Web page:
49ff812e030bd1ba69b3fccb54ef1cd6.ppt

- Количество слайдов: 36

The web as a graph: structure and interpretation. Sridhar Rajagopalan IBM Almaden Ravi Kumar, Prabhakar Raghavan, Andrew Tomkins (IBM, Almaden) Andrei Broder, Farzin Maghoul (Alta. Vista Corp. ) Raymie Stata, Janet Wiener (Compaq SRC) Eli Upfal (Brown University)

A Picture of (~200 M) pages.

Part A: Structure. • • The graph. The Questions …. … and some Answers. The picture.

The web graph • Nodes (or vertices) = web pages. Edges = (nonnepotistic) links. • The graph = all web pages and links. • Many nodes, estimates range from 500 M to over 1 B. • Is very sparse. Average links/page between 5 -10. • Average (links/page | more than 6 links) > 30. Concentrate on graph structure, ignore content.

Questions about the web graph • How big is the graph? How many links on a page (outdegree)? How many links to a page (indegree)? • Can one browse from any web page to any other? How many clicks? • Can we pick a random page on the web? • How different is • Can we exploit the structure of the web graph for searching and mining? • What does the web graph reveal about social processes which result in its creation and dynamics?

Power laws: How many pages point to a random page on the web? • Indegrees. Slope = 2. 1

How many links on a page? Slope = 2. 7

Yule/Pareto/Zipf and power laws. • Inverse polynomial tail. • Word frequency in text. Yule (later Mandelbrot) Statistical study of the literary vocabulary. [Yule, 1944]. • Citation analysis [Lotka, 1926]. • Zipf Human behavior and the principle of least effort. [Zipf, 1947]. • Pareto Cours d’economie politique. [Pareto, 1897] • Network graph. [Faloutsos-Faloutsos, 1999] • Oligonucleotide sequences [Martindale-Konopka, 1996] • Many other instances.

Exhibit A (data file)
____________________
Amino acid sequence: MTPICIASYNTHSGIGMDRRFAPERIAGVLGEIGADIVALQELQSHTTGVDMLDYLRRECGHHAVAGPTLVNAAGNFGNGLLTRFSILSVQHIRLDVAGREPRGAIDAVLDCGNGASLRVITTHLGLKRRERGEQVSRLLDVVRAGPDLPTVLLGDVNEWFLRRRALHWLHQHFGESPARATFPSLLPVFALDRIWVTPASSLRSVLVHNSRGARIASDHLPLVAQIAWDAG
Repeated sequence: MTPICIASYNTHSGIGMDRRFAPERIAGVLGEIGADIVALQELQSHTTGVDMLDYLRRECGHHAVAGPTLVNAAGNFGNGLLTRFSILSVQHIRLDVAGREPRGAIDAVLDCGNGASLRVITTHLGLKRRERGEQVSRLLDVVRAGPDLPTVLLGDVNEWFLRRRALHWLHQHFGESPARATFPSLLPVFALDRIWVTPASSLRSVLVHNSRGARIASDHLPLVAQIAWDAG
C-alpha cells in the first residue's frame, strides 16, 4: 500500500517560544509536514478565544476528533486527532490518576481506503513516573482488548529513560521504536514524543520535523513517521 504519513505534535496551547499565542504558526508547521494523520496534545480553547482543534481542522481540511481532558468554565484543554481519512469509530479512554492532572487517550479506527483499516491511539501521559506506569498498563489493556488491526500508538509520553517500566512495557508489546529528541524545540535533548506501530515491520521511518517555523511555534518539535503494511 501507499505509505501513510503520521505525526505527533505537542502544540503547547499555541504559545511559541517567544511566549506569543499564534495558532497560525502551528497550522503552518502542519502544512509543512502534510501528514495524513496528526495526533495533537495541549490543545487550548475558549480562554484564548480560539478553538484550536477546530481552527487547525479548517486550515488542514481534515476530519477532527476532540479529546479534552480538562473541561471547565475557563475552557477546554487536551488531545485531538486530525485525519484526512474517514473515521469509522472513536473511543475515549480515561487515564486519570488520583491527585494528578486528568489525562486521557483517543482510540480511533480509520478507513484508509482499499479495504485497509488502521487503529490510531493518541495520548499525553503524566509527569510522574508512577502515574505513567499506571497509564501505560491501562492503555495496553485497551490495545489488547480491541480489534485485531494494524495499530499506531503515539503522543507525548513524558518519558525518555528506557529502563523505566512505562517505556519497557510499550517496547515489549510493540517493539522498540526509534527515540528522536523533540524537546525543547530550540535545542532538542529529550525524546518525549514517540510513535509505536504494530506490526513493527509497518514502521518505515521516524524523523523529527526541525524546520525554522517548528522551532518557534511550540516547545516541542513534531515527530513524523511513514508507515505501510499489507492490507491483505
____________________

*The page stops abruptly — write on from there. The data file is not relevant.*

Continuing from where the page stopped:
More Germane • Access statistics for web pages. (From server logs) [Glassman-97] • User behavior (by instrumenting browsers and proxies) [Lukose-Huberman-98, Crovella and others, 97 -99] • Earliest analytical model, [Herb Simon, 1955].

Co-citation and Bibliographic coupling: Signature of a community. • Bipartite cores: small “complete” bipartite subgraphs. • Bibliographic coupling, Co-citation analysis. • Hubs and Authorities. Uses: • Web searching (HITS/Clever). • Mining communities (Campfire project). • Backlink browsing, “find similar. ”

Small world. • (Small World Prediction) [Barabasi and Albert 99, Albert-Jeong-Barabasi 99]. Based on a simple model, predict that most pages are within 19 links of each other. Justify the model by crawling nd. edu

Facts (about the crawl). • Most of the time (75%) a random page u is not reachable from another random page v. • Indegree and Outdegree distributions satisfy the power law. Consistent over time and scale.

Component sizes. • Component sizes are distributed by the power law.

Reachability • How many vertices are reachable from a random vertex?

A Picture of (~200 M) pages.

Part B: Interpretation • Random graph theory. • Application 1: The Campfire Project. • Application 2: Classical IR/Learning.

Random Graphs • • Erdos and Renyi’s model [Bollobas]. Graph with n vertices. Each of n(n-1) arcs appear with probability p. Graphical evolution [Palmer]: study properties of the resulting random graph as p is increased from 0 to 1. • [Shelah and Spencer] 0 -1 law: Most properties exhibit a threshold “phase change” like behavior. p

Facts about the Erdos-Renyi model • A random graph with average degree 4 has a giant connected component containing almost all (90%) of the vertices. • Indegrees and outdegrees are concentrated around the mean. And have exponentially declining tails. • Most vertices in the graph are close to most others (small world).

A new random graph model.

Content creation hypothesis • Some page creators create content without regard to what exists on the web. • Many create pages which are inspired by pre-existing content. • Effectively, some links are random, others are copied from pre-existing pages.

Probabilistic analysis: Evolving graphs. • Creation and Deletion processes for nodes and edges. – e. g. at each time step, a new node is created with a fixed probability – at each time step, a new edge is created with probability • links two random nodes with probability • a node in proportion to its indegree with probability • (copy a random link). – At each time step a node (resp. edge) is deleted with probability (resp ) • Simple model: creation probabilities are 1 and deletion probabilities are 0.